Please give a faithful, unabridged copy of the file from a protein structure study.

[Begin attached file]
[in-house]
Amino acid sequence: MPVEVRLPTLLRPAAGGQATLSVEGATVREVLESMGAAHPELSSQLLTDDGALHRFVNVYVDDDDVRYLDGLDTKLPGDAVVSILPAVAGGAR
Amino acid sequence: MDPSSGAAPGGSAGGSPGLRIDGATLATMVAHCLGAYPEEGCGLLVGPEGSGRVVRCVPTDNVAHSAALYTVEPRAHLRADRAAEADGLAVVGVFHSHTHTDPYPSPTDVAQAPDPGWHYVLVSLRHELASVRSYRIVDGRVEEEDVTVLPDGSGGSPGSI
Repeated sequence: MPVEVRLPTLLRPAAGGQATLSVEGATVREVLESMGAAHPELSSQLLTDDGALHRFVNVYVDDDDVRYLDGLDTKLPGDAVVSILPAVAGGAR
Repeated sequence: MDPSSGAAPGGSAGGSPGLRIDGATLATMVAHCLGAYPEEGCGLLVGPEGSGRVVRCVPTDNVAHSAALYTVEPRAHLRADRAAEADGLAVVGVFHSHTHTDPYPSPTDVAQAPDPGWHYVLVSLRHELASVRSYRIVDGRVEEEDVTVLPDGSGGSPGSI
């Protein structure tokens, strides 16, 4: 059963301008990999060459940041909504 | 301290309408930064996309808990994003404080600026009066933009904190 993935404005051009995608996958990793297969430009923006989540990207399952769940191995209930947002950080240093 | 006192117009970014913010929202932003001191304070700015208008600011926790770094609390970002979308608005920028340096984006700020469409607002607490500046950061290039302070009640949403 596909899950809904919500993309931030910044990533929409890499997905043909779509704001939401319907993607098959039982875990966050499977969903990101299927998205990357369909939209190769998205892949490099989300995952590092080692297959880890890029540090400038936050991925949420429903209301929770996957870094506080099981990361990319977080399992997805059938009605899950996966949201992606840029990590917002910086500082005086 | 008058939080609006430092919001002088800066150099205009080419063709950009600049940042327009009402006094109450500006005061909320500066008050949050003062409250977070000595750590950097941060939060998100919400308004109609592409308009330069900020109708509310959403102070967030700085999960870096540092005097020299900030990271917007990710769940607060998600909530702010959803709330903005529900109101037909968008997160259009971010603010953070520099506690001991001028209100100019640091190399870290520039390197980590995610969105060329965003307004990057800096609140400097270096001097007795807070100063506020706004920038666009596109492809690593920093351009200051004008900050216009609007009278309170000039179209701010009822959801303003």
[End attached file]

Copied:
[in-house]
Amino acid sequence: MPVEVRLPTLLRPAAGGQATLSVEGATVREVLESMGAAHPELSSQLLTDDGALHRFVNVYVDDDDVRYLDGLDTKLPGDAVVSILPAVAGGAR
Amino acid sequence: MDPSSGAAPGGSAGGSPGLRIDGATLATMVAHCLGAYPEEGCGLLVGPEGSGRVVRCVPTDNVAHSAALYTVEPRAHLRADRAAEADGLAVVGVFHSHTHTDPYPSPTDVAQAPDPGWHYVLVSLRHELASVRSYRIVDGRVEEEDVTVLPDGSGGSPGSI
Repeated sequence: MPVEVRLPTLLRPAAGGQATLSVEGATVREVLESMGAAHPELSSQLLTDDGALHRFVNVYVDDDDVRYLDGLDTKLPGDAVVSILPAVAGGAR
Repeated sequence: MDPSSGAAPGGSAGGSPGLRIDGATLATMVAHCLGAYPEEGCGLLVGPEGSGRVVRCVPTDNVAHSAALYTVEPRAHLRADRAAEADGLAVVGVFHSHTHTDPYPSPTDVAQAPDPGWHYVLVSLRHELASVRSYRIVDGRVEEEDVTVLPDGSGGSPGSI
């Protein structure tokens, strides 16, 4: 059963301008990999060459940041909504 | 301290309408930064996309808990994003404080600026009066933009904190 993935404005051009995608996958990793297969430009923006989540990207399952769940191995209930947002950080240093 | 006192117009970014913010929202932003001191304070700015208008600011926790770094609390970002979308608005920028340096984006700020469409607002607490500046950061290039302070009640949403 596909899950809904919500993309931030910044990533929409890499997905043909779509704001939401319907993607098959039982875990966050499977969903990101299927998205990357369909939209190769998205892949490099989300995952590092080692297959880890890029540090400038936050991925949420429903209301929770996957870094506080099981990361990319977080399992997805059938009605899950996966949201992606840029990590917002910086500082005086 | 008058939080609006430092919001002088800066150099205009080419063709950009600049940042327009009402006094109450500006005061909320500066008050949050003062409250977070000595750590950097941060939060998100919400308004109609592409308009330069900020109708509310959403102070967030700085999960870096540092005097020299900030990271917007990710769940607060998600909530702010959803709330903005529900109101037909968008997160259009971010603010953070520099506690001991001028209100100019640091190399870290520039390197980590995610969105060329965003307004990057800096609140400097270096001097007795807070100063506020706004920038666009596109492809690593920093351009200051004008900050216009609007009278309170000039179209701010009822959801303003």